This portrait has traditionally been described as being of Samuel Menasseh ben Israel, one of the most distinguished members of the Jewish community in Amsterdam. Born in Lisbon in 1604 he was an intellectual prodigy who, by the age of eighteen, had been nominated rabbi of the Portugese community in his adopted city. He lived on the same street as Rembrandt, and their friendship was both profound and long-lasting. Rembrandt was to illustrate one of his books in later years (see lot 249), and we know that the rabbi supplied Rembrandt with various texts and Hebrew writings for use in his paintings. Menasseh ben Israel died in 1657 during his return from a mission to Oliver Cromwell to secure the readmission of jews to England.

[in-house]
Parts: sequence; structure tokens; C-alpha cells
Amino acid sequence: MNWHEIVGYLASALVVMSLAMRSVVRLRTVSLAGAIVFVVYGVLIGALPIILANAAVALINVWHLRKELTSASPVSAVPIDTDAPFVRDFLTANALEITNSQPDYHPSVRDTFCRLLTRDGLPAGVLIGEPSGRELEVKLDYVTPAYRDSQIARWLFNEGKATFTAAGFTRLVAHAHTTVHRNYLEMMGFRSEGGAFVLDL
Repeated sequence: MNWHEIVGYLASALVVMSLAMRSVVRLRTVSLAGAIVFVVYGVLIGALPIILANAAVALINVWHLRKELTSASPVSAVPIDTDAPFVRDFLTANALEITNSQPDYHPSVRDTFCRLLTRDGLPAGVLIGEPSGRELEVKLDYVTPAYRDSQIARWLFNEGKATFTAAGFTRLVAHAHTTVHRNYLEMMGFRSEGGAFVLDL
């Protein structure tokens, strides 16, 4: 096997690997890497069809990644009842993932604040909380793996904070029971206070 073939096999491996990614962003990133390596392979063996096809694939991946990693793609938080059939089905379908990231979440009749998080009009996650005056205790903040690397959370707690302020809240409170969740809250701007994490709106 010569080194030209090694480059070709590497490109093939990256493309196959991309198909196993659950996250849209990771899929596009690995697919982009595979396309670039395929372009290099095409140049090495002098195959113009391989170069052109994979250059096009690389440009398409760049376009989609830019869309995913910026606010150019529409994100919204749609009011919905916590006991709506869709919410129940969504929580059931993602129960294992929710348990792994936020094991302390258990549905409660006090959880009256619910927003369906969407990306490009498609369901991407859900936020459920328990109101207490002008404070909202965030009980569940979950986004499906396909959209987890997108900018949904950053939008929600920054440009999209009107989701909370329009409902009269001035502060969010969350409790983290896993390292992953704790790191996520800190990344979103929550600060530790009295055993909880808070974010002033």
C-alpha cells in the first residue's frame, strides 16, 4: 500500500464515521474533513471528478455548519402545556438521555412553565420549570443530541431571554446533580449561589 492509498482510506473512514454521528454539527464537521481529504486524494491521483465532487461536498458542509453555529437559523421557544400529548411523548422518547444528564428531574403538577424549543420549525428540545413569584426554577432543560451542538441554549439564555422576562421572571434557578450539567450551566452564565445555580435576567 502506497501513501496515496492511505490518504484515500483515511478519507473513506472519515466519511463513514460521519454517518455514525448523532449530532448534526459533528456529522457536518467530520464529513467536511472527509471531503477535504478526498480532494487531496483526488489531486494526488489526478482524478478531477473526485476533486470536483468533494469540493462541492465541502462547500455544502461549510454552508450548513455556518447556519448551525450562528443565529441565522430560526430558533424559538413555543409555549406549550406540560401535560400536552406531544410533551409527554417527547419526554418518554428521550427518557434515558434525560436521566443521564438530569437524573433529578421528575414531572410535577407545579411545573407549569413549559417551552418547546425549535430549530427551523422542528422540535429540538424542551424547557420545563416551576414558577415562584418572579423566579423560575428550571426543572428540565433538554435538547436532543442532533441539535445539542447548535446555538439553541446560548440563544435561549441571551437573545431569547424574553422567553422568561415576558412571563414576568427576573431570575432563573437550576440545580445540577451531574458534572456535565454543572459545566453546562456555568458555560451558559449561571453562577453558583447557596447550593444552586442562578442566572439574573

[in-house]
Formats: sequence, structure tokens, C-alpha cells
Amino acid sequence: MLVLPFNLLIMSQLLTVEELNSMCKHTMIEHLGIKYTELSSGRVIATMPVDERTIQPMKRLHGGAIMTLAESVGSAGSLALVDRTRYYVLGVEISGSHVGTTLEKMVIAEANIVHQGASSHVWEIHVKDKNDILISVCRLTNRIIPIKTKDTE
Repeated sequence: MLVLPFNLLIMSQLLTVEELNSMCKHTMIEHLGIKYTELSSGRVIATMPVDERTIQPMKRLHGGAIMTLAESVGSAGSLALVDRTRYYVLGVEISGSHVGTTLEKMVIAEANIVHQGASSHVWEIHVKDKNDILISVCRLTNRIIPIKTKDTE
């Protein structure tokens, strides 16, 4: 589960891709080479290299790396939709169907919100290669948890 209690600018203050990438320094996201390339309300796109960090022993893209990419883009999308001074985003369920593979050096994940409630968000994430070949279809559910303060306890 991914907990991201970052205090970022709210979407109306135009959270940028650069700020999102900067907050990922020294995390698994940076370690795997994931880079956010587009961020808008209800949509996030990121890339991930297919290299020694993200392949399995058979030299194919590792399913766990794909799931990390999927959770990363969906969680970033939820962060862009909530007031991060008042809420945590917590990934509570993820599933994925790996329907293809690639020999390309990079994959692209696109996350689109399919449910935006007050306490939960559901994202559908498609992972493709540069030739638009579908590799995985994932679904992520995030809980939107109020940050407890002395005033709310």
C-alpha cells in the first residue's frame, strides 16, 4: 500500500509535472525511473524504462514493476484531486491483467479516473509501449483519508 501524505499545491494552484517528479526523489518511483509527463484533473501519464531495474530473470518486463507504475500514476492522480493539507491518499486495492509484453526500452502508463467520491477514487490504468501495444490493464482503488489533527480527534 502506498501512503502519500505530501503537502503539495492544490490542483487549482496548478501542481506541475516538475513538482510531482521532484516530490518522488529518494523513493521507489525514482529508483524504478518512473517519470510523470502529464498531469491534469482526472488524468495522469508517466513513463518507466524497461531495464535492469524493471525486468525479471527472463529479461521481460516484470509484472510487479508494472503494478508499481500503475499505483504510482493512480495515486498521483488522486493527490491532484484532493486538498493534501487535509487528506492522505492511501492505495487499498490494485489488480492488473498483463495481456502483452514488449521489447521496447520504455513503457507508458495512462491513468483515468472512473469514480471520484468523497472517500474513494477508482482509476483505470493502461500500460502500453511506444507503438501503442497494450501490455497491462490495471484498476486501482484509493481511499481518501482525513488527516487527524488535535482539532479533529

It has been noted that this etching demostrated a new freedom of draughtsmanship in his technique. The rapid strokes and open hatching is closer to his reed-pen drawings. The artist has eschewed rich costumes and iconographic paraphernalia in order to focus sympathetically on the calm, intelligent gaze of the subject.